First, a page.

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Urak's Guide to DVD Terms

DVD, a relatively new format for selling TV shows and movies in a form in which they won't degrade over time. DVD is rapidly replacing VHS as the formal of choise for pre-recorded material, in much the same way as CDs replaced frisbees.

DVD Terms

Expensive speaker configuration.
Discussion by one or more of the people who worked on a movie, overlayed over the soundtrack. As this is not scripted, there's the occasional happy moment when someone makes an arse of themselves.
DVD (AKA Digital Versatile Disk)
A method developed in the late 20th century for companies to charge up to 200% more for the same movies they previously released on video.
DVD Case
Plastic (or occasionally cardboard) case which has an often fanatical grip on the DVD it contains. Crowbar may be required.
Additional material used to excuse the price hike, overlooking the fact that such material could as equally been included on a video (and in some cases was).
A DVD which involves stopping mid-movie to eject the DVD and flip it over.
In this format, the movie is presented so that it fills the entire TV screen. If the screen is customary shape, this involves losing the bits of picture on each side. Some people think doing this is silly.
To provide more storage space, DVDs can have more than one layer containing movie. With technology being what it is, this means the movie stops for a while until the DVD player can find the start of the next layer.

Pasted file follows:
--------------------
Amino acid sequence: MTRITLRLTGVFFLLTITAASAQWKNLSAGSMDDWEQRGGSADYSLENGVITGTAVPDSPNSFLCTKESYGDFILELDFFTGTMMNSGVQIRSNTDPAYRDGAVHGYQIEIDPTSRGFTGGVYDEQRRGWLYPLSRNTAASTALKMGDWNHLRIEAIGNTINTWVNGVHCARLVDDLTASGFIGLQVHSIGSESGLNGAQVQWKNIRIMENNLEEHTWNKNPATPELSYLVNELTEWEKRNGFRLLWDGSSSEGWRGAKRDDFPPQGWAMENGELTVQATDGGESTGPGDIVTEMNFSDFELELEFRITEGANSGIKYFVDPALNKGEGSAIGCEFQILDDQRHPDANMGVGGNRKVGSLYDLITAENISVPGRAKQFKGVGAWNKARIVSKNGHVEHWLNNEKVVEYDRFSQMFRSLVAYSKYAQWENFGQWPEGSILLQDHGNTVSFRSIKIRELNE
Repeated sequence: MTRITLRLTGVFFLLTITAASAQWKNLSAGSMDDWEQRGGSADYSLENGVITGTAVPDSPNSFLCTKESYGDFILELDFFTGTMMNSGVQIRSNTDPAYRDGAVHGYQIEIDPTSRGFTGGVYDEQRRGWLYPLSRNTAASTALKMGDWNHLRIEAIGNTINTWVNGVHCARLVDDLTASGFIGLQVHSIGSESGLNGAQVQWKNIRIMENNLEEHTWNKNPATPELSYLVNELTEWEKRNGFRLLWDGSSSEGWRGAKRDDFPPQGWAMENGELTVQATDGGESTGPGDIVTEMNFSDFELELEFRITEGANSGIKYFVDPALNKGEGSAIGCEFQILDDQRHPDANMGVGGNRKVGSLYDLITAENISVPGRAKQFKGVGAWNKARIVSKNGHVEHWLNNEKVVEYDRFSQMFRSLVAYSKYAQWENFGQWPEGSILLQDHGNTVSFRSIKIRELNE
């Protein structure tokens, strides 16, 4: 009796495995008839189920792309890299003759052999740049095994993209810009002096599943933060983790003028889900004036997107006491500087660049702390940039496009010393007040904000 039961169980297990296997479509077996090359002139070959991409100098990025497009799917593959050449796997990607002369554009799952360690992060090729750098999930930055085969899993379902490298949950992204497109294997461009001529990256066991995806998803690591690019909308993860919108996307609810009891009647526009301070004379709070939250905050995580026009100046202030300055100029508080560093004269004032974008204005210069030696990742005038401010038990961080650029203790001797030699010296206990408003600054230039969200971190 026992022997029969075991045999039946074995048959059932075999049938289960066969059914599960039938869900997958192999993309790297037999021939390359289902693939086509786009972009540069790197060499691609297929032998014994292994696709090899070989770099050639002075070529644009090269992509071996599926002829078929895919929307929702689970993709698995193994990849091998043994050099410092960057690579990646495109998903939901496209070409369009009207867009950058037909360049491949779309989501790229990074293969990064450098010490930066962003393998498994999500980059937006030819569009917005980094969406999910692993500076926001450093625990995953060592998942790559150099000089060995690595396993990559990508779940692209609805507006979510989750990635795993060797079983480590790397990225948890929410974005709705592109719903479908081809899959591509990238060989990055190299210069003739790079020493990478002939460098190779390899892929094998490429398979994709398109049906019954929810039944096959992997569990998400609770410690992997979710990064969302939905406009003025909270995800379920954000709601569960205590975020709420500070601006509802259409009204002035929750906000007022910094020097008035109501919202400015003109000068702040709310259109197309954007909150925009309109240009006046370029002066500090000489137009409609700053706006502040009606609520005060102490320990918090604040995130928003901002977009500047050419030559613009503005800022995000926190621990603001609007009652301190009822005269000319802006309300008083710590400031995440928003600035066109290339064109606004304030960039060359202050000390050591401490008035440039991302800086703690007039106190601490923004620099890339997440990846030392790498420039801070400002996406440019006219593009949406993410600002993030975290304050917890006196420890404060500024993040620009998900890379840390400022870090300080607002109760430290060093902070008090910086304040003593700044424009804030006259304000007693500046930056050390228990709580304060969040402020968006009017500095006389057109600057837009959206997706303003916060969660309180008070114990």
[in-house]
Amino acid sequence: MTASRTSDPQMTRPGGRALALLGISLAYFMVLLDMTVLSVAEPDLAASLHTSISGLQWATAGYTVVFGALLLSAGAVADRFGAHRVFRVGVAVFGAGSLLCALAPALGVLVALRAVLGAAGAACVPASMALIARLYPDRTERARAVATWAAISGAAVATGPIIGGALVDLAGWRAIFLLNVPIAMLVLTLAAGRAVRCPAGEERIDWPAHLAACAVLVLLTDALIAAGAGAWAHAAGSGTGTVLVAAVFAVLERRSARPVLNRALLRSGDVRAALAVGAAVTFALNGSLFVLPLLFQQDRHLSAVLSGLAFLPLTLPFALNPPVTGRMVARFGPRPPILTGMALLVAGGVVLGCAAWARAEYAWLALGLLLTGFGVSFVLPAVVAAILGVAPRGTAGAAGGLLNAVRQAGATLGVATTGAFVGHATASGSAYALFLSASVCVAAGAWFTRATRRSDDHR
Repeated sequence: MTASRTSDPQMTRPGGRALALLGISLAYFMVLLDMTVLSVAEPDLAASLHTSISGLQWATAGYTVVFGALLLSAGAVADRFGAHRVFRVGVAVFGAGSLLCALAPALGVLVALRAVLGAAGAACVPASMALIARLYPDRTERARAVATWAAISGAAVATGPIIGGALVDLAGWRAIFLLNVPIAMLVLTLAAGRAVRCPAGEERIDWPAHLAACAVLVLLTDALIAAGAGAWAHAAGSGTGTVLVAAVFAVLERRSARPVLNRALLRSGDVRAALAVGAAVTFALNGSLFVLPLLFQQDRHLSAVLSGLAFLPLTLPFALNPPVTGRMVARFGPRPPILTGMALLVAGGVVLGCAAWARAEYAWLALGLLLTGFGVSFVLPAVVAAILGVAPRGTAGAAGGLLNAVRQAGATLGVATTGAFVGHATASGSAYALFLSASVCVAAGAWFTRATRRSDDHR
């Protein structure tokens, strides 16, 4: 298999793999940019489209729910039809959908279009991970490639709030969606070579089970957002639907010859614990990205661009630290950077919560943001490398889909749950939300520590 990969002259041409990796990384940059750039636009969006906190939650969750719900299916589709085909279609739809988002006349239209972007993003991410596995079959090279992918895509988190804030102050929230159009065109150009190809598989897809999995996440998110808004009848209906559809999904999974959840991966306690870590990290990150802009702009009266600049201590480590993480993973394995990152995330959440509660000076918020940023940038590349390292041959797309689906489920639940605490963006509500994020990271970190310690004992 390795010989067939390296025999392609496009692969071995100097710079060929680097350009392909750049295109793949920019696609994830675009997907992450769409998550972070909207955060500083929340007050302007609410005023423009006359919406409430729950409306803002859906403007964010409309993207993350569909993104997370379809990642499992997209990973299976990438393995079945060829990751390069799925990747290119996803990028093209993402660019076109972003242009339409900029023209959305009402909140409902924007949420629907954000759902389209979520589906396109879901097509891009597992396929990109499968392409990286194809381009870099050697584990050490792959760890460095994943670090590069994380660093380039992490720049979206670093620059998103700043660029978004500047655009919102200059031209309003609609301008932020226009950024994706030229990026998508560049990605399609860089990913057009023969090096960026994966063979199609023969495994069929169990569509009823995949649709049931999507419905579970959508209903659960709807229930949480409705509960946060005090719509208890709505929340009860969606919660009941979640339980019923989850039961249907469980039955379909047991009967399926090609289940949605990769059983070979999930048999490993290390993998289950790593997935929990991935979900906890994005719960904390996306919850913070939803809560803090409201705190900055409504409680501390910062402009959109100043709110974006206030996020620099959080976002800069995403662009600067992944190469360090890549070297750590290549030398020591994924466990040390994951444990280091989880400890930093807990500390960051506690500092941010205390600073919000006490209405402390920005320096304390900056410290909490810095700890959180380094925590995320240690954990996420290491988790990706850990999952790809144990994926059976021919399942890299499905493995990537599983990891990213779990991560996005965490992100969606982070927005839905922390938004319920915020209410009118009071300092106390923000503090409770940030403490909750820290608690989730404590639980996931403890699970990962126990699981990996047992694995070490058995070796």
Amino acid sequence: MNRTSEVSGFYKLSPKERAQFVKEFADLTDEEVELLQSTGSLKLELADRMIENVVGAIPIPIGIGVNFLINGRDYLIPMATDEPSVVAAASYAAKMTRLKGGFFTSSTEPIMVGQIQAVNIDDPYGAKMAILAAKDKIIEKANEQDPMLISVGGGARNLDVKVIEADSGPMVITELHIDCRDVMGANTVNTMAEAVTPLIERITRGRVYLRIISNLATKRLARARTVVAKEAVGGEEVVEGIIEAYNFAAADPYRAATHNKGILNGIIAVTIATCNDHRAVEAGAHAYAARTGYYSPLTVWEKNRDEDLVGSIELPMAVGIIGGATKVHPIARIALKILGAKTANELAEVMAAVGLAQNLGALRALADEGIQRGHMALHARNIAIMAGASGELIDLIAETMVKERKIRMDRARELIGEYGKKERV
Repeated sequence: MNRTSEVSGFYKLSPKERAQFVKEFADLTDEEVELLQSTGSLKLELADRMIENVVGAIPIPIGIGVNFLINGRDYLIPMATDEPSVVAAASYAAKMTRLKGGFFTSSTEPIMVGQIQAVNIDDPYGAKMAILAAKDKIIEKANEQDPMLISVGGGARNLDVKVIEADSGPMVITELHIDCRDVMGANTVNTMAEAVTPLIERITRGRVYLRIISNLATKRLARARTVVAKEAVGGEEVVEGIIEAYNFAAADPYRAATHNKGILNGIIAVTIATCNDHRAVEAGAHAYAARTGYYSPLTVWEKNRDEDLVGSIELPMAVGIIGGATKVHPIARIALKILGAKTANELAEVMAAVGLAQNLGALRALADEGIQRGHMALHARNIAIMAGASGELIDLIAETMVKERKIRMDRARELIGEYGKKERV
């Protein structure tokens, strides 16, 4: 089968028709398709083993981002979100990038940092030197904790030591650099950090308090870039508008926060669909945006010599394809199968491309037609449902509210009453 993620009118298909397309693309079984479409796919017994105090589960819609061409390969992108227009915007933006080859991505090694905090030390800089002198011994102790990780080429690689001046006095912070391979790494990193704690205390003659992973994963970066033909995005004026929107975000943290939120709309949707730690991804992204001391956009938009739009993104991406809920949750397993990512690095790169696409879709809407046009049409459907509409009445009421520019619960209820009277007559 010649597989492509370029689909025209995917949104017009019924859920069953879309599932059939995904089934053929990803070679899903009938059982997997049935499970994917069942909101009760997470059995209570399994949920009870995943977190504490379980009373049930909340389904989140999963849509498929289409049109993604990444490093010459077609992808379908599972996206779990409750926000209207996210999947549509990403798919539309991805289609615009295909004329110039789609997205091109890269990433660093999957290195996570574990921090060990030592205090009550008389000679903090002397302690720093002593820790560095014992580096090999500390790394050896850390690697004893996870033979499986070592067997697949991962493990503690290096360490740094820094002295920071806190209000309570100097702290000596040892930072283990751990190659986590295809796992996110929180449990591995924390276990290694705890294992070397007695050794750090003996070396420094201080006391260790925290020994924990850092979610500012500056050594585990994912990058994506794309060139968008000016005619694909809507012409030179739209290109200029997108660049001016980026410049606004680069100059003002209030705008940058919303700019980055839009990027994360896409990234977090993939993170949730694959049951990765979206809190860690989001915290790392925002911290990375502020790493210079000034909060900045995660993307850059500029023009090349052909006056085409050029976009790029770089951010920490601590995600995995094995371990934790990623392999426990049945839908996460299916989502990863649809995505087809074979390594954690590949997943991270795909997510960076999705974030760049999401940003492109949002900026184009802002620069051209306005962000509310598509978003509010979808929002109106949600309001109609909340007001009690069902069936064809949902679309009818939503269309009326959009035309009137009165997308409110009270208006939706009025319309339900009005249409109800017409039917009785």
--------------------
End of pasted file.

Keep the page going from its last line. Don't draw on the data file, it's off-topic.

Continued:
Measure designed to prevent people from illegally duplicating movies. Only slightly more effective than the FBI warning people are forced to watch for five minutes before every movie.
Pan and Scan
See Full-screen. This involves wobbling the image back and forth so that the action is in the centre of the screen.
Region Encoding
Method by which DVDs can be protected against people buying them.
Snapper case
Flimsy cardboard cover inexplicibly supplied instead of the usual plastic one
"This digital video disc is sold on condition it is not offered for sale or hire outside Australia"
Text appearing on the back of certain DVDs sold in New Zealand.
In this format, the movie is presented in its original format, with black bars on the top and bottom of the screen, if necessary. Some people think the black bars are ugly. Below is a method by which the black bars can be removed for when playing widescreen DVDs.

Removing The Black Bars

  1. Put a widescreen DVD in your DVD player and pause at a spot with the black bars.
  2. Taking a marker (you'll probably need a perminant one) draw a dotted line along the edge of the black bars.
  3. Turn the DVD player and TV set off.
  4. Using a chainsaw, make two horizontal cuts along the dotted lines.
  5. Tada!

The management accepts no responsibility for damage or loss caused by following this method.

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